Emotional Intelligence: How to boost learning with music

Emotional Intelligence and Music with Shurley English.jpg

If you are a teacher, you know that teaching—and learning—are emotional experiences. Thanks to neuropsychology and neuroscientists, we have some exciting ways to increase the joy in our classrooms, which in turn increases the learning. Why? It’s one of the most basic concepts in teaching and learning…happy kids learn new things easier than stressed out kids.

Eric Jensen, a pioneer among neuro-educators, suggests nine ways to ramp up the emotional intelligence in the classroom or in any learning environment. To help students connect positive emotions with learning, try adding in some of the following strategies:

  • Music

  • Games

  • Drama

  • Storytelling

  • Role modeling

  • Celebrations

  • Controversy

  • Rituals

  • Introspection

For the next several weeks, I will unpack each of these strategies and offer some examples of what they can look like in your environment. Let’s get started with incorporating music.

Whether we’re talking about vocal or instrumental music, classical or jazz styles, music from a radio, or from the streaming device of your choice, music in your students’ ears can elevate their learning. Jensen includes music because of what the research shows.

Music, as long as it is added intentionally and not overdone, can relax students. This “de-stresses” them and primes them for effective learning. We all know how stressed we can feel when too much information is crammed into our heads. It can halt our ability to listen actively and process new ideas.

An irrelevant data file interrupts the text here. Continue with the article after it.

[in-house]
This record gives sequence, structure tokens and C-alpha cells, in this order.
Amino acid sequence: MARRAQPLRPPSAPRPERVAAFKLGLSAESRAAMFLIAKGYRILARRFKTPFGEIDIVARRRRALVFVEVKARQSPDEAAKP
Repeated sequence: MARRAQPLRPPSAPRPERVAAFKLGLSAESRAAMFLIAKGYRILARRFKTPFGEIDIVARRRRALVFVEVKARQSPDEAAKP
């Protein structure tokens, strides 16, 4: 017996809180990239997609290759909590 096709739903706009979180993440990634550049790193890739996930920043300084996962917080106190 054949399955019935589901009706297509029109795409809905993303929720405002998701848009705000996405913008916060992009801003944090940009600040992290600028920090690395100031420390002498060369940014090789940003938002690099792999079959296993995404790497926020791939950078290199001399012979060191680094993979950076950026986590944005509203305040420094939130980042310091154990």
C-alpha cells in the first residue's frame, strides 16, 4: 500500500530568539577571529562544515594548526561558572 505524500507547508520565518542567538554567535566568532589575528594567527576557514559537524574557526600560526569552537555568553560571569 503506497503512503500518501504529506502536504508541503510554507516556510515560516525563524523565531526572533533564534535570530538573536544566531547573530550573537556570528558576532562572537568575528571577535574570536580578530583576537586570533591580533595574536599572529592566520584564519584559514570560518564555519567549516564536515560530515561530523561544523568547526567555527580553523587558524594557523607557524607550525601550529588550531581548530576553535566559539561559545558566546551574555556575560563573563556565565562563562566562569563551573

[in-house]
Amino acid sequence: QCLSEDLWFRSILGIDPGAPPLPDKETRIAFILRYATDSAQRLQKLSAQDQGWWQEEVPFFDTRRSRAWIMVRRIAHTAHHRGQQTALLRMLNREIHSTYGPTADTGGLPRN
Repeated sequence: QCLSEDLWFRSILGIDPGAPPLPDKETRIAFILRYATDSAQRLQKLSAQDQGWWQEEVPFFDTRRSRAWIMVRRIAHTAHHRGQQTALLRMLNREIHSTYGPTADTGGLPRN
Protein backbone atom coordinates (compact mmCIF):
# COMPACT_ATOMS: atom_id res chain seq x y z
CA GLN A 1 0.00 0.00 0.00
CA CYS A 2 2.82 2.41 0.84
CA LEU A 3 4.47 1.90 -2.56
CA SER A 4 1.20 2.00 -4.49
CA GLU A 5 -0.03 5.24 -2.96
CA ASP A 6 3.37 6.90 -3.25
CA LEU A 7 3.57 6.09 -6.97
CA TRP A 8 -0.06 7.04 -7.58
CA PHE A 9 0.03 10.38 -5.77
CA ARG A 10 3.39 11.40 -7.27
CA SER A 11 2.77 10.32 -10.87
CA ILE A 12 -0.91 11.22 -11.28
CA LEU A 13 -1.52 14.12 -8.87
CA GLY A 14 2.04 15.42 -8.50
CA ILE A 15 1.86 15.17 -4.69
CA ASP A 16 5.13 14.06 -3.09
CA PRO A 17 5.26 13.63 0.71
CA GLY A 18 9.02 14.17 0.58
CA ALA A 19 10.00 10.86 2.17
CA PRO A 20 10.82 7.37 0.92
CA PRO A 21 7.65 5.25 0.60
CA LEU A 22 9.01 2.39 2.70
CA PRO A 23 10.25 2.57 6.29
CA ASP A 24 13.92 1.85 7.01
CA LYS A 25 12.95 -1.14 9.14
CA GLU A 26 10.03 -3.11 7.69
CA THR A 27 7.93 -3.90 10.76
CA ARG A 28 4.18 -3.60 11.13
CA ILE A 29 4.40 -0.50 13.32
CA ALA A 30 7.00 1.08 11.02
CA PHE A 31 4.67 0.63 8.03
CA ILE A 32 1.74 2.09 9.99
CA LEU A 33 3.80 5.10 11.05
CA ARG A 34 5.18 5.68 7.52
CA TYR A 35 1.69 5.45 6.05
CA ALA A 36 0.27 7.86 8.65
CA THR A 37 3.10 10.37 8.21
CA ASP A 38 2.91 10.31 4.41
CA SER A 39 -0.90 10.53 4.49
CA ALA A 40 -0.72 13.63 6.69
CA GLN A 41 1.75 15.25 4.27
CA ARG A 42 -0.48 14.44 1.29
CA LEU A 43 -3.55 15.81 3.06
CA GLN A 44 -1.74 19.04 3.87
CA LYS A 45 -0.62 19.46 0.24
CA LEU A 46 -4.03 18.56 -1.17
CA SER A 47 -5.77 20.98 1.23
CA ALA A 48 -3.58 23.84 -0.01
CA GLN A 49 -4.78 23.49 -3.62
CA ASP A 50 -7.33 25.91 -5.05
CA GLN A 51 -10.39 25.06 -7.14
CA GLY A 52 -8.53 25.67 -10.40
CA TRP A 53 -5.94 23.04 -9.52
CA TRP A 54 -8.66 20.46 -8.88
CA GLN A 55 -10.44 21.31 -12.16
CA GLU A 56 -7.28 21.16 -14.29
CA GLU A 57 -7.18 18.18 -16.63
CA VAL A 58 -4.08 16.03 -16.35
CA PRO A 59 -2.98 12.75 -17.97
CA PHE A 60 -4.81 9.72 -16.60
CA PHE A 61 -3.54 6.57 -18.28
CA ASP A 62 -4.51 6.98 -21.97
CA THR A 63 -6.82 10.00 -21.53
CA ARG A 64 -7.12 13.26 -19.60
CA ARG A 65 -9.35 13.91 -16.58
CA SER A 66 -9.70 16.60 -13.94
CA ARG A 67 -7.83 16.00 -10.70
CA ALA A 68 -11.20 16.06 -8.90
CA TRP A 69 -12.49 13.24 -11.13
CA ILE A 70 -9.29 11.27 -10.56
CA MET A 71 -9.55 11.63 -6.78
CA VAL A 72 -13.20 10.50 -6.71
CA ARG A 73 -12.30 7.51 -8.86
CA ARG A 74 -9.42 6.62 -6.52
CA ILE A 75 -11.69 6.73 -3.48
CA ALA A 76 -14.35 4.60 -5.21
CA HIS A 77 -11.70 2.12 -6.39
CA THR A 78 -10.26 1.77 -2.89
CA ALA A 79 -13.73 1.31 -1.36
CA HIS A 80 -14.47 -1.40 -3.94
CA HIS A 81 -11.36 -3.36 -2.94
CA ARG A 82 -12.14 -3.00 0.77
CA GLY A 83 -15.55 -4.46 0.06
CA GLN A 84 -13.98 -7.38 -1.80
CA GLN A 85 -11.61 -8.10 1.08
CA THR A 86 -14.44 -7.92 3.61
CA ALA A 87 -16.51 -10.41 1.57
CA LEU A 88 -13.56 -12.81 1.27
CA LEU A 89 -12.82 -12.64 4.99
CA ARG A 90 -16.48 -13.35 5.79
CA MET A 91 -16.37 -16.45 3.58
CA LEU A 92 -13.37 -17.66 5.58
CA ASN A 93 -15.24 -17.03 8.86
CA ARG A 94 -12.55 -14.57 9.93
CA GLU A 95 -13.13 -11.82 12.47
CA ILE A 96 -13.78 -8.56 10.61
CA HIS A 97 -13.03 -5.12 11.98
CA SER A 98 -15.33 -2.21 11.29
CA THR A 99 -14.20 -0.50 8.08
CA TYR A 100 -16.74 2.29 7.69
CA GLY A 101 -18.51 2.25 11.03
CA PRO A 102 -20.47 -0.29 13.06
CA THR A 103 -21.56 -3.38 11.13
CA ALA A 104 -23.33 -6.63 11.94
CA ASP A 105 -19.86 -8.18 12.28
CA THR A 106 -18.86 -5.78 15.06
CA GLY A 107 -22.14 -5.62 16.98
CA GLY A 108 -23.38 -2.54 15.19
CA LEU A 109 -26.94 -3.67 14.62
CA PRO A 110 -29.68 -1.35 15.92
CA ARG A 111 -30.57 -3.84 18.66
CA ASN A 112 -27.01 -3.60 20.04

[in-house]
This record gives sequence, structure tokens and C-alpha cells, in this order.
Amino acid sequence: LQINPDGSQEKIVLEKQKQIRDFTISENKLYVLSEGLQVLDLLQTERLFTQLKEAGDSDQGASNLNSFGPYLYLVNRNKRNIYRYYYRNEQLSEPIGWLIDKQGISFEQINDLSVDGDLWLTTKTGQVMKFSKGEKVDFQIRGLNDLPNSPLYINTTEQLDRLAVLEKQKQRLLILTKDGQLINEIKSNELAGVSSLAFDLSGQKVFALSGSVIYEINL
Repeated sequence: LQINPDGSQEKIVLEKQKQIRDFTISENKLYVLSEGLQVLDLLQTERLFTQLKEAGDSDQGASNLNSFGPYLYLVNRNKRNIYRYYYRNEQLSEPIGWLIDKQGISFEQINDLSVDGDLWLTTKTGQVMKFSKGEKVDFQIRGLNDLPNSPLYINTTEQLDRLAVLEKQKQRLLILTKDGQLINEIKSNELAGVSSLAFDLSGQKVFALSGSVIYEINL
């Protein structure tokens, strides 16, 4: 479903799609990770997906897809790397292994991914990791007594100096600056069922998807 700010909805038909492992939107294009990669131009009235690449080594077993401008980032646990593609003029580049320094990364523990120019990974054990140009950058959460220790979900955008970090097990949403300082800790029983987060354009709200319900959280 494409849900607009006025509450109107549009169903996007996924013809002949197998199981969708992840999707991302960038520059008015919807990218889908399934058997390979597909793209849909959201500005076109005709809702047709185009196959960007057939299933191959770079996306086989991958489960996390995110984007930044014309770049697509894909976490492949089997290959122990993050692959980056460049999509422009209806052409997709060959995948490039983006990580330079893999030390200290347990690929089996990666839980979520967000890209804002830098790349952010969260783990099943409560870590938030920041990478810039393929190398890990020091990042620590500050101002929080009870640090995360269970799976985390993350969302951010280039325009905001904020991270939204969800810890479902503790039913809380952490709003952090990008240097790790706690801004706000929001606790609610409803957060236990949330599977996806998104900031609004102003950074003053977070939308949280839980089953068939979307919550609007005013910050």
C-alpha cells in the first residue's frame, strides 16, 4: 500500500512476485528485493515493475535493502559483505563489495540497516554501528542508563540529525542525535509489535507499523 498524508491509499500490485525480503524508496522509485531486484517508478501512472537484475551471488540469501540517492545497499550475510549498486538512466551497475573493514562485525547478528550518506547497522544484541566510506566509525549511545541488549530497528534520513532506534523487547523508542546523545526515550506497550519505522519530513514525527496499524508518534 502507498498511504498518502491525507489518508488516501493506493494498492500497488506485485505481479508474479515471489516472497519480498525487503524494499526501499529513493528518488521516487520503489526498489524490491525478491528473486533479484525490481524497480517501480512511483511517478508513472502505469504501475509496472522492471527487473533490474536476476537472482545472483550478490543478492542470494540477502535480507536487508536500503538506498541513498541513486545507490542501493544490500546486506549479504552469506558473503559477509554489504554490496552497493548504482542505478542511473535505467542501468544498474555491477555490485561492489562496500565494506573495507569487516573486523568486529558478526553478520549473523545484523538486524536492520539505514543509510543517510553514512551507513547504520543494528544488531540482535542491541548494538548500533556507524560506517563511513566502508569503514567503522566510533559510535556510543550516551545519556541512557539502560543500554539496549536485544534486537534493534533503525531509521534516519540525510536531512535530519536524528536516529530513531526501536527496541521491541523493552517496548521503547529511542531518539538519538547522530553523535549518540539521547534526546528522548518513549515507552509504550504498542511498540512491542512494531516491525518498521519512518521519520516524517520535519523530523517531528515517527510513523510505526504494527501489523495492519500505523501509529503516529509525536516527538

But, music changes the brain’s neural map. When kids get to learn how to play a stringed instrument or one that requires the fingers to change positions, cool neural interactions happen inside the brain.

Since many schools can no longer afford music programs for the whole school, teachers who invite music into their classroom can still save the day AND positively influence their kids’ brains. When students get the chance to sing, dance, play instruments, etc., the parts of their brain that process music develop extra neurons! Voila! Better brains—better learning!

Shurley English makes it easy to adopt music in the classroom with musical and rhythmic jingles that teach grammar. Kids easily connect their emotions to their learning during jingle time. You can too! For more information about ideas to bring jingles and other brain-building activities to your kids, go to our website: www.shurley.com and check them out.

Remember to keep the link between students’ emotions and the learning process in mind as you plan and deliver all of your lessons.  Emotions drive attention, which in turn drives learning and memory.